Overall, the film combines elements of dark comedy, sci-fi and horror; and had a few sequences that really piqued my interest. In particular, the build-up to seeing if the dream recording machine would actually work and whether or not “The Rambler” could beat an alternate universe “Butterbean”  like boxer. But even when both of these issues were finally resolved, I was still left with more questions than answers.

I’d like to say that watching “The Rambler” made me long for those days when Granddad took the kids to the movies. Sadly, it did not. But if campy, over the top sequences of blood and apathy are your thing, and you enjoy watching multiple cigarettes being lit up then this film is certainly worth a view.

Depending on your interest and tolerance level for the aforementioned film types,The Rambler” will no doubt be a different experience for every viewer; which is perhaps what Reeder had in mind all along.

The Rambler will be released on DVD and Blu-Ray on June 25th, 2013

Movie Review: Dark Skies

DarkSkies“Two possibilities exist: either we are alone in the Universe or we are not. Both are equally terrifying.”

Written and directed by Scott Stewart, Dark Skies begins with an eerie quote from British author and futurist Arthur C. Clarke and goes on to suggest that there is no pending alien invasion. The fact is, they’ve been here among us all along.

Keri Russell and Josh Hamilton play Lacy and Daniel Barrett, a suburban middle-class couple whose peaceful existence is shattered when their family becomes the target of a terrifying, unknown force.

Daniel’s been recently let go from his job as an architect and has been struggling to find work, leaving Lacy (a real-estate agent) as the sole bread-winner trying to sell houses in an already volatile market.

Adding to the stress, son Jesse (Dakota Goyo) is in full pubescent mode; dabbling in watching soft core porn and keeping company with an older malcontent. While youngest son Sam (Kadan Rockett) seems to be content with just trying to rehabilitate an injured lizard.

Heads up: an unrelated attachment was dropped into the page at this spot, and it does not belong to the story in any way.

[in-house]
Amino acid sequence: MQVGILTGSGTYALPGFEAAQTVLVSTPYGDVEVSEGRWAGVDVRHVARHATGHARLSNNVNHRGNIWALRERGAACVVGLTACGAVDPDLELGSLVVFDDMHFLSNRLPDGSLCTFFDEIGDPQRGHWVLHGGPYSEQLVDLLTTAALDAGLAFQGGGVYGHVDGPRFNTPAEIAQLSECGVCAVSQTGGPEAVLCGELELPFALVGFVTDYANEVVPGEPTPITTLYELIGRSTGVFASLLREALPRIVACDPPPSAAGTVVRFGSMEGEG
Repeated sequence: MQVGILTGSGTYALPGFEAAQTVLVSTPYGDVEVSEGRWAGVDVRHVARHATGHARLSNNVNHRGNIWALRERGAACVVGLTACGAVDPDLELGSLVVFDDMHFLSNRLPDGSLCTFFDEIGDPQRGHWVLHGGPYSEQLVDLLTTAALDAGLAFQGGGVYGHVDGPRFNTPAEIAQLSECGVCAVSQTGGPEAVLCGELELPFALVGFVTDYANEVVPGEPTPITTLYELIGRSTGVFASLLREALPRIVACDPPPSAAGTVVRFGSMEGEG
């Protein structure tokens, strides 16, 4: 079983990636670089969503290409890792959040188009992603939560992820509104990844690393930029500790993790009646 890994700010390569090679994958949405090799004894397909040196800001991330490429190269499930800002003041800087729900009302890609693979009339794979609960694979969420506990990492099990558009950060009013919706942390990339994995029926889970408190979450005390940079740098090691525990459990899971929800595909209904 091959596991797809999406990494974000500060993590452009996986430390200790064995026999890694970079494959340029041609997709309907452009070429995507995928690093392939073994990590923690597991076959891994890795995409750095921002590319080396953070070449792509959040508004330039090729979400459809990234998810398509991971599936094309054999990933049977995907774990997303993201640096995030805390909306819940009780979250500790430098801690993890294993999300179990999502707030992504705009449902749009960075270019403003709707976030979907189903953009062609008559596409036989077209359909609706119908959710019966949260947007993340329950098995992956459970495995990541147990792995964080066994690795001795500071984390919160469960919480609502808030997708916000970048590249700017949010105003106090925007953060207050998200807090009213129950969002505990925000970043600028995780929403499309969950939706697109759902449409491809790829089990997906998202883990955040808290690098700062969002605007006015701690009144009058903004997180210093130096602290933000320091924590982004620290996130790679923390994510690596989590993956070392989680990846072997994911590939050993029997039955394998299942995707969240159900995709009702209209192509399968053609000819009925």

But it’s not until something begins rearranging items in the Barrett’s kitchen, scaring Sam and setting off the burglar alarm that the family realizes something is wrong. This is followed by rumors of being visited by “The Sandman”, unexplained blackouts, bruises and flocks of birds dive-bombing the family home. Then there’s the discovery of a creepy child drawing which only reinforces the true horror of the unknown.

The question as to whether or not the family is alone is finally answered when the Barrett’s reach out to paranormal expert Edwin Pollard (J.K. Simmons), who himself has been tormented by the same alien beings.

There are quite a few homages to past horror/suspense classics scattered throughout Dark Skies: including kitchen rearrangement (Poltergeist); child communication with the unknown presence (The Shining) and cameras throughout the house (Paranormal Activity). But regardless of paying tribute to old hat, Dark Skies shines on its own by relying more upon the build up of tension and less on the standard “boo” pablum.

It’s the emphasis of the Barrett’s vulnerability that makes the supernatural events they experience all the more real. And as could be the case with any typical 21st century family faced with financial crisis, one has to take into consideration whether or not Clarke’s argument is really valid after all.

Dark Skies is now available on DVD and Blu-Ray. Special features include feature commentary with writer/director Scott Stewart as well as an alternate ending.

Beside Her: Watch Now and Vote!

BesideHerYou’ve been hearing me rave about Director Carrie Carnevale’s short film Beside Her; a love story and fictional portrayal of the true human condition. Now here’s your chance to see the film for yourself.

‘Beside Her’ is part of the FirstGlance Short Online Contest powered by FESTIVAL GENIUS.  A competition where YOU get to choose the winner.

34 short films are in competition for over $2000 in prizes and the opportunity to premiere at FirstGlance Film Fest Philadelphia in October 2013! Anyone who registers on the FirstGlance website is eligible to watch and vote. The contest runs April 15th – May 14th. You are limited to only vote per day, per short film.